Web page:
Updated: August 12, 2021 2:21:39 pm
The ‘template’ needs a tweak, at the home of cricket.
Shardul Thakur’s hamstring strain has ruled him out of the second Test against England at Lord’s, starting on Thursday. Weather forecast for London for the next four days is sunny and dry, with maximum temperature in the early 20s. But Ravichandran Ashwin might have to wait, for India look keen to retain a four-pronged pace attack.
In the first Test at Trent Bridge, the pace quartet of Jasprit Bumrah, Mohammed Shami, Mohammed Siraj and Thakur accounted for all 20 England wickets. Thakur was the multitasker in the pack because of his batting ability down the order. Ravindra Jadeja was the lone spin-allrounder and his half-century was a reason why India took a sizeable first innings lead. Little wonder then that despite the fifth day washout, Virat Kohli spoke about finding the right template. “Most likely it will be a template going ahead (4-1 bowling combination),” said the India captain.
Thakur’s injury is not serious and he is expected to be back for the third Test. But his absence at Lord’s calls for selection tweak. The team management trusts his batting ability, fortified by his game-turning half-century against Australia in Brisbane earlier this year. On the face of it, Ashwin, with five Test centuries and 11 fifties under his belt, should be a shoo-in if India prefer to retain the lower-order balance. Kohli, though, is thinking gung-ho – offence is the best defence.
“Good thing is that Jadeja has got runs in the first game already. So he will go into the second game confident. That already makes our batting a bit deeper. Lower-order contributed with the bat as well. Yeah, Shardul brings in more batting ability, but having said that, I think from the batsmen’s point of view we are well placed,” Kohli said at the pre-match press conference.
— BCCI (@BCCI) August 11, 2021
Maybe, there was enough of a hint that a like-for-like replacement would be the best option in English conditions. Historically, Lord’s has helped fast bowlers, a venue where men of their ilk have collected wickets at an average less than 28 over the past 10 years.
“We are very comfortable where we are placed as a batting unit and we don’t feel that we might be a batsman short if Shardul doesn’t play. We definitely will think first about how to pick up 20 wickets and not try to plug in another guy who will give us some runs with the bat,” Kohli said.
This probably leaves the door open for Ishant Sharma or Umesh Yadav, two seasoned pros but no longer an automatic pick. Ishant is back to his full fitness, but he is short of game time. The 32-year-old didn’t look sharp during the World Test Championship (WTC) final against New Zealand in June and he hasn’t played the warm-up fixture ahead of the Test series against England. It is learnt that moving forward, the team management is contemplating on using the senior fast bowler sparingly, similar to how England use James Anderson and Stuart Broad.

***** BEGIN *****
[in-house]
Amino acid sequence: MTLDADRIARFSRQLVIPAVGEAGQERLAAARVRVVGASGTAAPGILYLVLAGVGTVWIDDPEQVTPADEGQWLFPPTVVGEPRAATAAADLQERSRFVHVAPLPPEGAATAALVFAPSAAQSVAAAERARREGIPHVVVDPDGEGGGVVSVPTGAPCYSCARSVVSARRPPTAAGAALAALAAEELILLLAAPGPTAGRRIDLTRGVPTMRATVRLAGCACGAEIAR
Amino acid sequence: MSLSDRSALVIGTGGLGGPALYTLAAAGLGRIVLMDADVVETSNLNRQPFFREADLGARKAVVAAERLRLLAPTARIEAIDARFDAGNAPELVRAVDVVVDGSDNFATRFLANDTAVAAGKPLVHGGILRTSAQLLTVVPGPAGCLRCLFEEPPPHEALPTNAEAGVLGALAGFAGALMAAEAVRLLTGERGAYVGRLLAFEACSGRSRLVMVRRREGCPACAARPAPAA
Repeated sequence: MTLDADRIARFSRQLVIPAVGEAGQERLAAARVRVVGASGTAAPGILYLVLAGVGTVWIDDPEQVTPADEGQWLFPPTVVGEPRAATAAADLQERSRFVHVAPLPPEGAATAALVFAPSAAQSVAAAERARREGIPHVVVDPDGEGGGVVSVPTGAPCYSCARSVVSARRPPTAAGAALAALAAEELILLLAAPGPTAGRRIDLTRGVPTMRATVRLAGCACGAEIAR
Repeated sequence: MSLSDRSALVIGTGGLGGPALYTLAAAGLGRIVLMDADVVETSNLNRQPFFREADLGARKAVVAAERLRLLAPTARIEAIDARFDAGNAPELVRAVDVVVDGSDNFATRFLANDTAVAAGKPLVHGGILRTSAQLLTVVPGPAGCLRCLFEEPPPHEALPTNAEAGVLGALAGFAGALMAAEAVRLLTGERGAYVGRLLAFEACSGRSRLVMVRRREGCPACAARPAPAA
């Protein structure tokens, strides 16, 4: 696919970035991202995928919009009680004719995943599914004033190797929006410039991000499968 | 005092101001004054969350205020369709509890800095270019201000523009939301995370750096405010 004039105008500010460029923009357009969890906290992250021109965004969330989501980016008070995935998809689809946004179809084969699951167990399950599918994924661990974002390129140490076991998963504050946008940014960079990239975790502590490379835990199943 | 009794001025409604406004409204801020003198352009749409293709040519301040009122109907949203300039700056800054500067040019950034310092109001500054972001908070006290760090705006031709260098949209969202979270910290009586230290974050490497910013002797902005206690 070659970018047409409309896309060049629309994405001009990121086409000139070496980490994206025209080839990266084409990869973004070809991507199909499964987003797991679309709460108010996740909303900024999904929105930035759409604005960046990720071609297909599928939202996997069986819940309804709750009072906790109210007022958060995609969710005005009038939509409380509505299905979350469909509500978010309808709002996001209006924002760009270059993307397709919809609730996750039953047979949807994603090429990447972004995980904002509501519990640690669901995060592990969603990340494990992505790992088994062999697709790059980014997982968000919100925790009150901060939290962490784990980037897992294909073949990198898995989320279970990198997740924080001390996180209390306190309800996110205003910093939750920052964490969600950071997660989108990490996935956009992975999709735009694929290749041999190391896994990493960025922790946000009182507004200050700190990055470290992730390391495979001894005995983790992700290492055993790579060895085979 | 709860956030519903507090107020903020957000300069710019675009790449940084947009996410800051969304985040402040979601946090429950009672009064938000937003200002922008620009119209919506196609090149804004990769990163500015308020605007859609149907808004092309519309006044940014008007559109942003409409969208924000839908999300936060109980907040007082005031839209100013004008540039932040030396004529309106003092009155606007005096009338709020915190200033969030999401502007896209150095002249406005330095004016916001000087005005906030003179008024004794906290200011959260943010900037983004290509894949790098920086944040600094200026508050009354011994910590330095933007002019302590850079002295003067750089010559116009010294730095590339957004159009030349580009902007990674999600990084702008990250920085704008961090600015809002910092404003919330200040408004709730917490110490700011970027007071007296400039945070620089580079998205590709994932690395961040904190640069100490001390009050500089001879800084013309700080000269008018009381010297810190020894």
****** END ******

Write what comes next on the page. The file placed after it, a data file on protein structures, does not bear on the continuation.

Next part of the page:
Ishant, however, loves the Lord’s slope and the bounce on offer. Seven years ago, his career-best, 7/74, here had secured a Test win for MS Dhoni’s India before the team surrendered to England’s fightback. If it stays dry, reverse swing might come into play, strengthening Ishant’s case to be in the eleven.
As for Umesh, he was impressive in the warm-up game, taking three wickets in 15 overs in the first innings against County Select XI. More importantly, the radar worked. In tight contests, not leaking runs would be important and it would be interesting to see the team management’s thought process as regards to picking the fourth seamer.
Sometimes, playing with four fast bowlers can make a team’s bowling attack a bit one-dimensional. At times, a bowler is under-bowled. But Kohli rotated his bowlers well in the first Test, especially in the second innings, when he gave the new ball to Siraj to take advantage of the cross-breeze.
Licence to thrill
From the purists’ point of view, Rishabh Pant’s batting approach could be a recipe for disaster in English conditions where the ball darts around all day. Low scores in the WTC final followed by Trent Bridge drew some sharp criticism. But the wicketkeeper-batsman has the backing of his skipper.
“That’s how he plays. He obviously has the capability to carry on and play a long innings in that manner. Wherever there’s a fifty-fifty situation and he has a chance to change the momentum of the game, he will take that chance,” Kohli gave his seal of approval.
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